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Music by Stephen Flaherty
Lyrics by Lynn Ahrens
Book by Lynn Ahrens and Stephen Flaherty
Co-Conceived by Lynn Ahrens, Stephen Flaherty, and Eric Idle
Based on the Works of Dr. Seuss
Carousel Theatre Company
Waterfront Theatre, Granville Island
Nov. 30-Jan. 5
604-685-6217 or or

(This is Jerry's review of the original 2007 Carousel production.)

The colourful rhymes of Dr. Seuss storybooks have been a part of so many childhoods going back to the 1950s when Theodor Geissel, aka Dr. Seuss, published How the Grinch Stole Christmas and The Cat in the Hat.  By the time he died in 1991 he had written 44 illustrated books. Seussical: The Musical brings to life classic characters and storylines from 14 of them, with witty music by Stephen Flaherty, lyrics by Lynn Ahrens, and a strong dose of Eric Idle’s Pythonesque zaniness.

Aiming at grades K-7 (and their parents) with special Toddler Matinees for the under-fives, Carousel Theatre’s Carole Higgins stages a highly polished professional production wrapped up like a shiny Christmas gift.

On Alison Green’s brightly painted pastel Seussical set, the Cat in the Hat (Matt Palmer) tells what happens when Horton the Elephant (Allan Zinyk) hears JoJo the Who (Lucas Testini).  Trying to save the tiny invisible Whos, Horton is mocked mercilessly by the monkeys and birds in the Jungle of Nool—all but Gertrude McFuzz (Alison MacDonald), who has a crush on him. More adventures ensue when brightly-plumed floozy Mayzie la Bird (Rebecca Talbot) leaves Horton to hatch her egg.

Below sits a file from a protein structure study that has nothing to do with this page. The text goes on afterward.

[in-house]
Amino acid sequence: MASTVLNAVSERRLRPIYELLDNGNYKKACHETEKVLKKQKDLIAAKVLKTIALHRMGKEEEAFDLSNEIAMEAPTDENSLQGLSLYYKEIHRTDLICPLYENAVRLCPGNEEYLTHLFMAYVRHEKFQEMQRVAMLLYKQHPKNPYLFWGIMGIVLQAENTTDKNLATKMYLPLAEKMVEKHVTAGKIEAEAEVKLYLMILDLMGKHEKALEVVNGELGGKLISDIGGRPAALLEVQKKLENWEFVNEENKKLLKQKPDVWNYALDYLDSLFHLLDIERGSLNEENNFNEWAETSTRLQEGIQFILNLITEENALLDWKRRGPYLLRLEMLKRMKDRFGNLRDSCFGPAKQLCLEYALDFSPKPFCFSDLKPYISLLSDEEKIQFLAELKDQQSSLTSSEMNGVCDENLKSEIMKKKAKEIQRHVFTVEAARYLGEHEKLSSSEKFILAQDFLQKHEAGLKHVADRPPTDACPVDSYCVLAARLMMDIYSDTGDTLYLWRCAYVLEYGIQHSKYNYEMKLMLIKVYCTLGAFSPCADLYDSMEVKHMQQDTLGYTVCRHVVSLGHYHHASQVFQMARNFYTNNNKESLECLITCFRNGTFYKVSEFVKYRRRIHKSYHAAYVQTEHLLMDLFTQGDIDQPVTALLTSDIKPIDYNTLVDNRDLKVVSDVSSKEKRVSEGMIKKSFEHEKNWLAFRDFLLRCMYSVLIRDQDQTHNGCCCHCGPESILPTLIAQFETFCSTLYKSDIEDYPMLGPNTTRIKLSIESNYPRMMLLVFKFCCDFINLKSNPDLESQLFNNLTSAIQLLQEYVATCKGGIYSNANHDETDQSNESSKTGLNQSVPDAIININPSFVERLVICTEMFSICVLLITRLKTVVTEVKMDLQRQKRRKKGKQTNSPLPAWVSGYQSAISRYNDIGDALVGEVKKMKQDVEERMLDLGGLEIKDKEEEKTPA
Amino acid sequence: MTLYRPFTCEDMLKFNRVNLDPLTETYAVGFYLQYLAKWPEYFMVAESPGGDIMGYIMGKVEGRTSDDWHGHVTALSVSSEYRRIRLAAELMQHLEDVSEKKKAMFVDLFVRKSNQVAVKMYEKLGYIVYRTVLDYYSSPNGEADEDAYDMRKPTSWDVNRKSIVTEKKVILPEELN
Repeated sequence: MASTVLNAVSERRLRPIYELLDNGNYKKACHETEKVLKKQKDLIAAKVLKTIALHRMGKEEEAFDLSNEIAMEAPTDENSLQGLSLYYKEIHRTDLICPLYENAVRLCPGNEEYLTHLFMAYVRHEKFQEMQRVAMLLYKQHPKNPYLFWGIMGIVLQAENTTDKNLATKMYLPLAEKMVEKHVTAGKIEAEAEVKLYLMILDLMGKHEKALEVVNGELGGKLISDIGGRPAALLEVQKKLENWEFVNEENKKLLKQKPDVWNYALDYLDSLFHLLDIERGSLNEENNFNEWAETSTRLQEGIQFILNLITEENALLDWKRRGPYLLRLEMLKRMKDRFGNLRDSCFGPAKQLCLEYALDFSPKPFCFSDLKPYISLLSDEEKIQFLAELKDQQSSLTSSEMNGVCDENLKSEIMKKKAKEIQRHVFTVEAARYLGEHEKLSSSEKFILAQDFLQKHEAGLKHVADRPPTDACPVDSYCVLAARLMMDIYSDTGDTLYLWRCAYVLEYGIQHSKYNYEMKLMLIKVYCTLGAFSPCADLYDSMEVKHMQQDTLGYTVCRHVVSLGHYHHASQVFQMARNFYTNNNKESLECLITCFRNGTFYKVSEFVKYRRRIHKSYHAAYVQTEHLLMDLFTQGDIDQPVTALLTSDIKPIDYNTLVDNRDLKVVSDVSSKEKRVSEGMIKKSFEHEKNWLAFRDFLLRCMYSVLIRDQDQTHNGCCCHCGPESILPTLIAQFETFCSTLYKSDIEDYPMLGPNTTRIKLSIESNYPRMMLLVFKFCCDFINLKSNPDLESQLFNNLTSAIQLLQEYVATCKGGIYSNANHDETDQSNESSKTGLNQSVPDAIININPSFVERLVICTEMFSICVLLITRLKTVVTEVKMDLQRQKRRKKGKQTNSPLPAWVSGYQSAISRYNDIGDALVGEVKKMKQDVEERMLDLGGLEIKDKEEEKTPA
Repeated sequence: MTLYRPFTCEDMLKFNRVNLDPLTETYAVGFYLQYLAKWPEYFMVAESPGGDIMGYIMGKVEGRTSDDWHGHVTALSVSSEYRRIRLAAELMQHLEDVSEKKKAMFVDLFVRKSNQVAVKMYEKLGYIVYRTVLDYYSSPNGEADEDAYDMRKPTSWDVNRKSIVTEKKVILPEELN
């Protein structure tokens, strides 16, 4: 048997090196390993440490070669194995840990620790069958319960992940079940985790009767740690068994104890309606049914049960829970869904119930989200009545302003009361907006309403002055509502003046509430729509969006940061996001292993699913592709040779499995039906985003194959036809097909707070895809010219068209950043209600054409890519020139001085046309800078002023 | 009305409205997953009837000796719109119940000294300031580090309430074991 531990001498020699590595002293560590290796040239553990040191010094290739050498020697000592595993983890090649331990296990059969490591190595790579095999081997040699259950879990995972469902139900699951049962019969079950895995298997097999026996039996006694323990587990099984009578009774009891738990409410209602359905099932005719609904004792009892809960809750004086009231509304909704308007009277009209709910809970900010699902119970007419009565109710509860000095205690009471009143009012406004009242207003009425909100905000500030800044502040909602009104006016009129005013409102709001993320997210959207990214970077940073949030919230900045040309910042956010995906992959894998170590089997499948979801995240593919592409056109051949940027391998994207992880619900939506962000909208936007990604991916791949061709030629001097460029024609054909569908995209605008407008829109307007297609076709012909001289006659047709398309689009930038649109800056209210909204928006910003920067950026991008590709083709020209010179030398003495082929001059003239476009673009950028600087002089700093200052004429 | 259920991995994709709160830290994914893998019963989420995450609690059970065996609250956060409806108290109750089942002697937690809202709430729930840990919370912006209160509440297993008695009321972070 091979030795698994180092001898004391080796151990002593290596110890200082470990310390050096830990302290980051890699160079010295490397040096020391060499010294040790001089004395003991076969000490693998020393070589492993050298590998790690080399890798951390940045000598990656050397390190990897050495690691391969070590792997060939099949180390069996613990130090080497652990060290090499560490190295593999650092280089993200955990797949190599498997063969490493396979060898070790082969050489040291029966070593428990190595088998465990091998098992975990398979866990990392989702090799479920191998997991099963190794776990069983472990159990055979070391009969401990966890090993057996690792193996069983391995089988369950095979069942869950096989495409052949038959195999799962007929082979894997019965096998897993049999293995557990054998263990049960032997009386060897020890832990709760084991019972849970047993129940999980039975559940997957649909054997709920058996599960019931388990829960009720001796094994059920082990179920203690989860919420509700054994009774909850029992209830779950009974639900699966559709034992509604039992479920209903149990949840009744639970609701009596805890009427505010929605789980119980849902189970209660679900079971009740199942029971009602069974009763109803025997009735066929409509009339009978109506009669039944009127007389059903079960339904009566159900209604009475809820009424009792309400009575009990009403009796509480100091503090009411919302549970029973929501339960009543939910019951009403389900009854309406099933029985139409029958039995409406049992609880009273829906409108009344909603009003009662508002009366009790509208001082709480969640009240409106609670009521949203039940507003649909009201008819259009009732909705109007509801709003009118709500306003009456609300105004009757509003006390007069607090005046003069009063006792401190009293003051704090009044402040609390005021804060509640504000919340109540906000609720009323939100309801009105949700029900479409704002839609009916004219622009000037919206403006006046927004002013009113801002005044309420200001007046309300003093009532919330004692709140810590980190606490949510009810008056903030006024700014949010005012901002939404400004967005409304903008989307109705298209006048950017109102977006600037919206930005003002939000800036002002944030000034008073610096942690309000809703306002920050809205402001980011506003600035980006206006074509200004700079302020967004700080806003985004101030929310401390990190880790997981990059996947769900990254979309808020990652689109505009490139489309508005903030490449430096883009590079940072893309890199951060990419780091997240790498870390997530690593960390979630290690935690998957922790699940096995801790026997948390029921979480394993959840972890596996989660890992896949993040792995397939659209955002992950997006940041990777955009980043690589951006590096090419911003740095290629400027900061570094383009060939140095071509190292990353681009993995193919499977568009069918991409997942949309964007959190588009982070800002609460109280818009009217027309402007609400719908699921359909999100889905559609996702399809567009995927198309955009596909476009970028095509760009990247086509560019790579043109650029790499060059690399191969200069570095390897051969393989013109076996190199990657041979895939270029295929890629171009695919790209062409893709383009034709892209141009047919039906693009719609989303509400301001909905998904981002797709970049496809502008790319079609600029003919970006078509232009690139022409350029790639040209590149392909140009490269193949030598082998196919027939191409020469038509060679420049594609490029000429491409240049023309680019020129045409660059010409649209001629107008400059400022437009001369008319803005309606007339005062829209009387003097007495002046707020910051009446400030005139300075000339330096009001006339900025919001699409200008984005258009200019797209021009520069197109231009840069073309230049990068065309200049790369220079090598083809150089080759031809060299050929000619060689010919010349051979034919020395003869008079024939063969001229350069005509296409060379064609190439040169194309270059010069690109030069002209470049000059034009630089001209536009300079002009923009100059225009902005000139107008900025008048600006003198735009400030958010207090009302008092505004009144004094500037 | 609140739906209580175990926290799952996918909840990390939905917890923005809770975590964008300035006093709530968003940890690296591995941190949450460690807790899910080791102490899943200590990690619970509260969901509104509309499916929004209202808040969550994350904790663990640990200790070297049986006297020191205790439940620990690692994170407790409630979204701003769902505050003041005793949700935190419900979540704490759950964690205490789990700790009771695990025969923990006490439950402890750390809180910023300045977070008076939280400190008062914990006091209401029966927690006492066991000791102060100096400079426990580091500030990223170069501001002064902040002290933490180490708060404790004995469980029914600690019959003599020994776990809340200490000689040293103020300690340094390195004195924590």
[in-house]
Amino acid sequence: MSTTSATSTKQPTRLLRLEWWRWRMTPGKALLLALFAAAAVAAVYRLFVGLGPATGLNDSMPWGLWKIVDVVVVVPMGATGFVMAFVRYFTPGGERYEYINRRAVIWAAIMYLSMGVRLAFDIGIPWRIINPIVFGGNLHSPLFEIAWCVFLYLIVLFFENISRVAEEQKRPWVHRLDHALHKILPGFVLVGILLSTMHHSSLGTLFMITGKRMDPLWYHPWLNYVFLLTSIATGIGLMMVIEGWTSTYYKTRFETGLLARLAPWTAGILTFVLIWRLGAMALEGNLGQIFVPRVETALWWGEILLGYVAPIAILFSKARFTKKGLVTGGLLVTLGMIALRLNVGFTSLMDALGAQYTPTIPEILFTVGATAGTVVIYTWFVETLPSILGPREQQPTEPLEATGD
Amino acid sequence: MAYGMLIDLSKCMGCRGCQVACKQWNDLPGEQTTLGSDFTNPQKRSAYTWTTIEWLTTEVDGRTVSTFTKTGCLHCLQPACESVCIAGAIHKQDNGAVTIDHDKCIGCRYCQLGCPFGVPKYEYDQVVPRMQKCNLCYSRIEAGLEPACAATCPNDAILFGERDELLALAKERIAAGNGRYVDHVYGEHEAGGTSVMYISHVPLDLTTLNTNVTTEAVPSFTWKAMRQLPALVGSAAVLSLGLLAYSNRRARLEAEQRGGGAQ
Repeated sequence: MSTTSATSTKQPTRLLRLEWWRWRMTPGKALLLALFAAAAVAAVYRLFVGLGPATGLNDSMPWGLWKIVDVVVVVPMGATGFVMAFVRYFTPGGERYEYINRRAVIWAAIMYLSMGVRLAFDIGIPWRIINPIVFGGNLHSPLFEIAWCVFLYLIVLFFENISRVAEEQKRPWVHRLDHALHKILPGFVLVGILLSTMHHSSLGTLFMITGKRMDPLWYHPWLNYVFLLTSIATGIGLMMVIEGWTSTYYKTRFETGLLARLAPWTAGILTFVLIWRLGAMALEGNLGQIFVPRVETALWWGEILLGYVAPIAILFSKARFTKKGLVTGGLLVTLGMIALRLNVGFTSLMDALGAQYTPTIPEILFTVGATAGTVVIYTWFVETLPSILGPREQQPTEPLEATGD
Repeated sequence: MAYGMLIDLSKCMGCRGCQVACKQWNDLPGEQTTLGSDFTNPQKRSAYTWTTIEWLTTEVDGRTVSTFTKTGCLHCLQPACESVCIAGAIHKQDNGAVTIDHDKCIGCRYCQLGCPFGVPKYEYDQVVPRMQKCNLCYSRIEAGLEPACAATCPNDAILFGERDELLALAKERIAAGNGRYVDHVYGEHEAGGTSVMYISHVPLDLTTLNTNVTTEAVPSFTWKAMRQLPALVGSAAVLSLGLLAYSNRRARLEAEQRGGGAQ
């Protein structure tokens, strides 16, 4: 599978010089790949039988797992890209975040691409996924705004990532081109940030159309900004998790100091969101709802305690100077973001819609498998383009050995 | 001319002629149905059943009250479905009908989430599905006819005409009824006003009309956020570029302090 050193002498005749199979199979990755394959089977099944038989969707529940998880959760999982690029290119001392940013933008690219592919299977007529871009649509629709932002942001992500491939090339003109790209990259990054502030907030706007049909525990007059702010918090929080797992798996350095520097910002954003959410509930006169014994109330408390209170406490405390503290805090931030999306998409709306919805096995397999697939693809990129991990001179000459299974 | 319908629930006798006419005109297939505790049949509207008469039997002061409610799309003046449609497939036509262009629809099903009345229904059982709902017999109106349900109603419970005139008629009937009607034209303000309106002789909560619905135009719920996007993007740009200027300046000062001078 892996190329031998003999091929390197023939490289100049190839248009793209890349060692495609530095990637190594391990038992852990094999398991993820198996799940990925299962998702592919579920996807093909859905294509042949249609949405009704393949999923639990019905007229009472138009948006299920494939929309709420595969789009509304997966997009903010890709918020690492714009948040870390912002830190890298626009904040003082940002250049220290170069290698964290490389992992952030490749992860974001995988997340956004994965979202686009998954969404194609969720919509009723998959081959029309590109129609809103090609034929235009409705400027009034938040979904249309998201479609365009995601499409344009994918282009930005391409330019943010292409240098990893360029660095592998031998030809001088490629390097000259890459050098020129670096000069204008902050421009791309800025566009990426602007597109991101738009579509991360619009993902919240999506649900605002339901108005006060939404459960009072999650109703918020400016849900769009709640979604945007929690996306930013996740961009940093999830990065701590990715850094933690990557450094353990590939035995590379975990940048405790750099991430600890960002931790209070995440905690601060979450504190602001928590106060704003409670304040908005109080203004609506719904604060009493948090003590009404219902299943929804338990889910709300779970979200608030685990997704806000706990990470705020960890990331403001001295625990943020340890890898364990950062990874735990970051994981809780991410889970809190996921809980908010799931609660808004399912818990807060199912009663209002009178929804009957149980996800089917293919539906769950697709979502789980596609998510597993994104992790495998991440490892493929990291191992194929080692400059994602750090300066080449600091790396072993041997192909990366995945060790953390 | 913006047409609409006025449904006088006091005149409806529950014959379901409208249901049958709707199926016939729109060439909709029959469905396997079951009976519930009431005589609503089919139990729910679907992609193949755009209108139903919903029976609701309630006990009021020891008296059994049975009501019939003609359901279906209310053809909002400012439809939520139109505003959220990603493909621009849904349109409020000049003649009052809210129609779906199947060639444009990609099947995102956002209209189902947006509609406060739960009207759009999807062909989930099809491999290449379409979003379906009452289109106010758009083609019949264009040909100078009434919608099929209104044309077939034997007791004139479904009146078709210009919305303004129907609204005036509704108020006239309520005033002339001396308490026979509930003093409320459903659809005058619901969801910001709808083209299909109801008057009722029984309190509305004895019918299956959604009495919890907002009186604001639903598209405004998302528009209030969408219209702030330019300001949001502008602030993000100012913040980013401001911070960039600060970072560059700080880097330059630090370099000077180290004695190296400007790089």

I attended one of the Toddler Matinees (oh, the smell of full diapers) and a lot of the plot went right over the heads of the little ones—not that surprising when they’re only three feet tall.  But there’s so much to see and hear up there that only the very youngest aren’t distracted.

With eleven actors plus musicians Steven Greenfield and Julie McIsaac, the stage is always full of song and dance (kudos to Melissa Young’s lively choreography).  Barbara Clayden’s delightful costumes and wigs and Itai Erdal’s excellent lighting effects add to the visual feast. The loudest oohs and aahs greet Heidi Wilkinson’s clever Who puppets, exotic fluorescent sea creatures, and cute baby kangaroo, all manipulated by the actors.

And are those actors ever committed.  Matt Palmer, the leading man of so many of the Arts Club’s adult musicals, has no trouble turning himself into the funniest, most focused Cat who ever wore the striped top hat.  Macdonald makes Gertrude totally lovable and, like Palmer, has a wonderful singing voice. And Zinyk is a knockout as Horton.  Wearing just a gray hoodie, he waves an arm and it becomes the elephant’s trunk. His megawatt smile tells the little ones that all will be well.  And when he kisses and snuggles the big egg as if it were his only sweet child, you totally believe him.

Shows at 2 and 7 most days with Toddler Matinees Dec. 27, Jan. 2 and 3.

Jerry Wasserman